Much of the rest of the speech defines the West in terms that, Poland and central Europe aside, seem to me also designed to flatter Putinist Russia’s post-communist self-image as a bastion of (orthodox) Christian traditionalism against both Muslim south and “degenerate” west.

(I saw recently that Russia was 30% avowed Orthodox when the Wall fell, now 80%. Also recall that Russia loudly and continuously decried the Obama-Clinton State Department’s arrogant pressure on them to swallow the full spectrum of modern political correctness.)

And if you squint a bit, the speech implicitly praises the Russian people too for also surviving and (eventually) rejecting communism, while indirectly pointing out how Putin’s growing klepto-authoritarianism betrays that rejection.

Some quotes:

“..we can still hear those voices that echo through history. Their message is as true today as ever. The people of Poland, the people of America, and the people of Europe still cry out “We want God.””

“And with that powerful declaration of who you are, you came to understand what to do and how to live. You stood in solidarity against oppression, against a lawless secret police, against a cruel and wicked system that impoverished your cities and your souls.”

“We write symphonies. We pursue innovation. We celebrate our ancient heroes, embrace our timeless traditions and customs, and always seek to explore and discover brand-new frontiers. We reward brilliance. We strive for excellence, and cherish inspiring works of art that honor God.”

This speech is two-pronged. Trump is offering Putin a rationale to stop fighting the West – Obama attacked Russia with western-lefty weapons of cultural mass destruction; Trump here is offering a cease-fire. (I find it massively ironic, by the way, that Putin knows perfectly well that said “degenerate western” weapons originated in Soviet Russia.

Apparently memetic warfare has the same problem as biowar: It can come back and bite the originator.)

Trump I believe is also demonstrating he can go over Putin’s head to the Russian people, telling them “we’re basically on your side – so why is your government siding with the militant South and expansionist East, while brutalizing and impoverishing you in the process?”

Carrot and stick, a way out of the economic cleft Putin has gotten Russia into, and a warning that Trump knows how to knock the heart out of Putin’s case that the Russian people should just put up with it.

It is, I think, a hugely ambitious move. I would guess that if anything is to come of it, it will start soon with small things. It may then at some point develop very fast. Or, of course, not at all.

Interesting times.


I made an encouraging reply and got:


So, you see it too, then. Good. I’ve been occasionally known to read more between the lines than is there.

I’m pretty sure the timing of this speech a day before Trump’s first meeting with Putin is not coincidental. Nor is the nominally half-hour meeting going on for over two hours.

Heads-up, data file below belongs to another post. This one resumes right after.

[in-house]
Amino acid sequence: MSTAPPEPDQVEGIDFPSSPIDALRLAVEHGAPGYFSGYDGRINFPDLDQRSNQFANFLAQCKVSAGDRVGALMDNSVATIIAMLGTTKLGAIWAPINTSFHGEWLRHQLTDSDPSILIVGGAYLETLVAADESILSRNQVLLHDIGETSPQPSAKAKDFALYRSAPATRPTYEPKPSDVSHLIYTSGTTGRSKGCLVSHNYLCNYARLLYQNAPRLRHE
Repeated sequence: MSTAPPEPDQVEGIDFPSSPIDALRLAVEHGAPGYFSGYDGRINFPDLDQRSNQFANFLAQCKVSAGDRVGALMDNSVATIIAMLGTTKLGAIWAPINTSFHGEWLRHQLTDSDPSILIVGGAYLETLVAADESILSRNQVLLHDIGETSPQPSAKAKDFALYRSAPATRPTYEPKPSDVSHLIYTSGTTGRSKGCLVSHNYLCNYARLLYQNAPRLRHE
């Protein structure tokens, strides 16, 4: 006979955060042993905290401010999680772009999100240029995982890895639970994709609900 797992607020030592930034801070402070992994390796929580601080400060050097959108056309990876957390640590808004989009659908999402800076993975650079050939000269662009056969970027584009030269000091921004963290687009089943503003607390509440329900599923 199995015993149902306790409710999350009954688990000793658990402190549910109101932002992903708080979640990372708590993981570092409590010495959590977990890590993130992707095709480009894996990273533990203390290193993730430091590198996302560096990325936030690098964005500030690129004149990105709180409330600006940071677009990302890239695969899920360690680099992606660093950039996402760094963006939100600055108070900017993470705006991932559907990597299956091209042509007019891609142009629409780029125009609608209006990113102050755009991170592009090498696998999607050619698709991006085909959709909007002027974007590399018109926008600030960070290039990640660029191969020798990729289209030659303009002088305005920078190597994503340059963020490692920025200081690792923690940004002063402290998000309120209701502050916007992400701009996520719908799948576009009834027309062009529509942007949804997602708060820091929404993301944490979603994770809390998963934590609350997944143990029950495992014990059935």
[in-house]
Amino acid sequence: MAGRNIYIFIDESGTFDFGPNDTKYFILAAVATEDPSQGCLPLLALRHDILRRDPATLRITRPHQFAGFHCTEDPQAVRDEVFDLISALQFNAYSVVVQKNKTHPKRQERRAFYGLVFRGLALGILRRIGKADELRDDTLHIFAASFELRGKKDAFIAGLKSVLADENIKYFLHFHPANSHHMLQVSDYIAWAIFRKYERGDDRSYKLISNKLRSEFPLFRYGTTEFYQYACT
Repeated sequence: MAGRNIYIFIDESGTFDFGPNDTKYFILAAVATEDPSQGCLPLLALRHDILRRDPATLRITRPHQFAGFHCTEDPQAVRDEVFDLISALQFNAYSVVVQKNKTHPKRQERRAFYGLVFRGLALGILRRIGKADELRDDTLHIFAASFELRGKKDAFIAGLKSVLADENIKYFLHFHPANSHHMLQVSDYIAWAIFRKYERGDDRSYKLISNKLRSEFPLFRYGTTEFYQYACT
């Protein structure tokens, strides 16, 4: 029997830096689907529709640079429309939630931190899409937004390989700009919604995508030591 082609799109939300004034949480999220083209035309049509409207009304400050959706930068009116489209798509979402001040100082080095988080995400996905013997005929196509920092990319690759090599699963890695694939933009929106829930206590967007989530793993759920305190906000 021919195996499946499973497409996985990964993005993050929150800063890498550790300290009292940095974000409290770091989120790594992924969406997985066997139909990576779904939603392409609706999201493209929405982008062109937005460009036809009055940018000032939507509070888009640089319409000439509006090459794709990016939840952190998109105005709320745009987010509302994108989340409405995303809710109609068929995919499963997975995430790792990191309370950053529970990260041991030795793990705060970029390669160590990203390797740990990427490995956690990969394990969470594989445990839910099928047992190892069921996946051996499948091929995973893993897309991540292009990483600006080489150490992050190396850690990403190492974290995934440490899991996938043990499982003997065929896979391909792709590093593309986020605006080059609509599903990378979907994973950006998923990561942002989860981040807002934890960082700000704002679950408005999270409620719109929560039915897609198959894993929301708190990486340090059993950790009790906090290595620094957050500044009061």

As for how that meeting went, I haven’t a clue.

Mind, neither does anyone in the press I’ve seen so far. The difference is, I *know* I don’t have enough data yet to reach useful conclusions.

That doesn’t seem to be stopping anyone else. There’s boatloads of tendentious blather being peddled.

The Syria cease-fire outcome may be the first clue. If the Russians actually use their local clout to make it work (instead of their usual

lip-service) that would be a positive sign.

Time will tell.



The best way to understand Trump is to assume he has a reason for doing what he does, although how he does it can often be influenced by lack of experience with this governing elite; he probably has more experience with a number of foreign elites than most US political figures ever get. He has made deals with them.

You will generally not be far wrong when he does something unexpected if you assume he is crazy like a fox.




I am reminded that I am to take part  in a discussion of Mars projects at UC Irvine September 7 this year.



I am also an invited guest to Dragon Con in Atlanta this September.






More added Sunday night below.  This is an important subject.


Scientific facts: so inconvenient

Drudge just dropped this:

Do scroll down – the “news” reactions are priceless.

It matters far less of what we do (burn coal, fly jets) than one key fact:  the sun is a 3% variable, and that vastly outweighs stuff we put into the air. Astronomy: it just might affect the weather!

The sun is cooling off.  Glad we live in FLA.

James F. Ponder

Every normal man must be tempted, at times, to spit on his hands, hoist the black flag, and begin slitting throats

—–H.L. Mencken, 1919

Well, I live in California, at least for now. It does seem to me that solar output dominates; especially since Lowell noted a brightening of Mars in the 19th Century when we know Earth was warming…